Q: How close is the house to the airport?
A: 10 miles. In normal traffic, the drive takes 20 minutes.
Q: Do I need a rental car, or can I use Uber and public transport?
A: A rental car is essential regardless where you stay on this island. Public transit here is rudimentary and will not take you where you want to go. Uber is new on our island, and still spotty and expensive. A tourism-focused trolley runs along Ali'i Drive, and it is possible to walk from the house to a trolley stop in about 20 minutes, however the trolley is far from convenient and only runs within Kailua-Kona and Keauhou Resort area.
Q: How far is the house from the nearest beach? Can we walk there?
A: The house is very convenient to Magic Sands Beach, Kailua-Kona's main "in town" beach. You can walk there in about 30 minutes, but we recommend driving. Coming home it's 250 elevation gain! We are also very close to Kahalu'u, some of the best snorkeling in Hawaii.
Q: Where do we park our car?
A: We have one dedicated, off-street parking spot for each unit.
Q: Will we have our own bathroom?
A: Depends. If you book the Kona Pineapple Suite, you will have a private bath. The two studios—Surf and Turtle—share a bathroom. This arrangement has worked very well for hundreds of past guests. The bath is accessed via a small hallway, and guests never enter each other’s units.
Q: Do we share your kitchen or have our own cooking facility?
A: Each unit has its own kitchenette, including a fridge, microwave, coffee maker, blender, toaster, hot plate or electric frying pan, dishes, and sink. All units share access to the BBQ grill. No meals are included with your stay.
Q: Will we see you all the time…is it like staying with you?
A: You may see us around the yard—we generally spend mornings caring for the outdoors. If you want to “talk story,” that’s a great time to do it. Otherwise, we give you your space and will rarely interrupt you for anything. You will not need to enter the private portion of our home.
Q: Can we use your washer and dryer?
A: We do not have guest-access laundry facilities. We recommend Tyke’s Laundromat, located at 74-5483 Kaiwi St, Suite 135, in Kailua-Kona. If you’re hungry there’s a taco shop next door to Tyke's.
Q: What time is check in/out?
A: Check in is after 3:00pm, check-out is by 11:00am. If you have booked a red-eye flight departing Kona late in the evening, we suggest you book an extra night’s stay as we cannot offer late check-out or hold luggage.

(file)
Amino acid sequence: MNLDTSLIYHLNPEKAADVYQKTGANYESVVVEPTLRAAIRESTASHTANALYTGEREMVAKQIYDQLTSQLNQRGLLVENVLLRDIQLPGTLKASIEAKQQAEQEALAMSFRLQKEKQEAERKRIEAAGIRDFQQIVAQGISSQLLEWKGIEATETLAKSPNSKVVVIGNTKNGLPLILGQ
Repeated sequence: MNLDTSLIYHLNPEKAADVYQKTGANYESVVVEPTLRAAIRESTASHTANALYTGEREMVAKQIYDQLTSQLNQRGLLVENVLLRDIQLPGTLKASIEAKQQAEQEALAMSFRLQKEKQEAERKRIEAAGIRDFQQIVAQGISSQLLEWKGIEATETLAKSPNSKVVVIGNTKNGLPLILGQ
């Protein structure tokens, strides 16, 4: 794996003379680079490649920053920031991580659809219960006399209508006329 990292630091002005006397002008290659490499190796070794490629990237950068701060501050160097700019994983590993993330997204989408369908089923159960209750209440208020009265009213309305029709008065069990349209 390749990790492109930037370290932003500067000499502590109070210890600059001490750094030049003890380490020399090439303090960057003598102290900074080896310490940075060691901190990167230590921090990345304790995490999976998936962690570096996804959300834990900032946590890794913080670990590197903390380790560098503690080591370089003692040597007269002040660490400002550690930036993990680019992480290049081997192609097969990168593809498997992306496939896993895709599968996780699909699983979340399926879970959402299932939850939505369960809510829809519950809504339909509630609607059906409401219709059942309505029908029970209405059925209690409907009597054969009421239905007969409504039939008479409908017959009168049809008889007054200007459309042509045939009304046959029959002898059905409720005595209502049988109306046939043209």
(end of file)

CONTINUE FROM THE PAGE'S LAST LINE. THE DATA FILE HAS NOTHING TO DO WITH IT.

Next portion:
Q: My flight will arrive late at night. Can I still check in?
A: Absolutely. A few days before your trip we will send you detailed directions to the house, and include instructions for checking yourself in whether we are home or not, or even if we’re asleep.
Q: Is the house suitable/appropriate for kids?
A: Consult with us before booking a reservation including children under age 8; the house may not be safe/suitable for them.
Q: Which unit is best for mature/senior guests?
A: Generally our older guests have preferred the Pineapple Suite, with its extra space and private bath.
Q: Do you provide discounts for weekly or monthly rentals?
A: Not generally, but during some slower months we may be able to negotiate on this. Discounts are never possible between December 15 and March 31, nor during Kona Ironman.
Q: Is this good Ironman accommodation?
A: Our many previous Ironman guests certainly thought so! We are very close to the famed Queen K Highway, and to the cycling turnaround on the Kuakini Highway. We are also near Ali’I Drive and a portion of the marathon route.
Q: Do you provide any beach gear?
A: Each guest is provided with a beach towel. The studios share a limited quantity of chairs, an umbrella, snorkels, fins, and boogie boards, on a first-come, first served basis. The suite has all of these items. Each unit has a cooler.
Q: Is it a gay guest house? Will we feel comfortable there?
A: We welcome all open-minded, kind guests. We are two married men. As a result, we do get a reasonably high number of gay and lesbian guests, and we have found that single females often feel extra comfortable here. But guests of all persuasions have enjoyed their time in our home.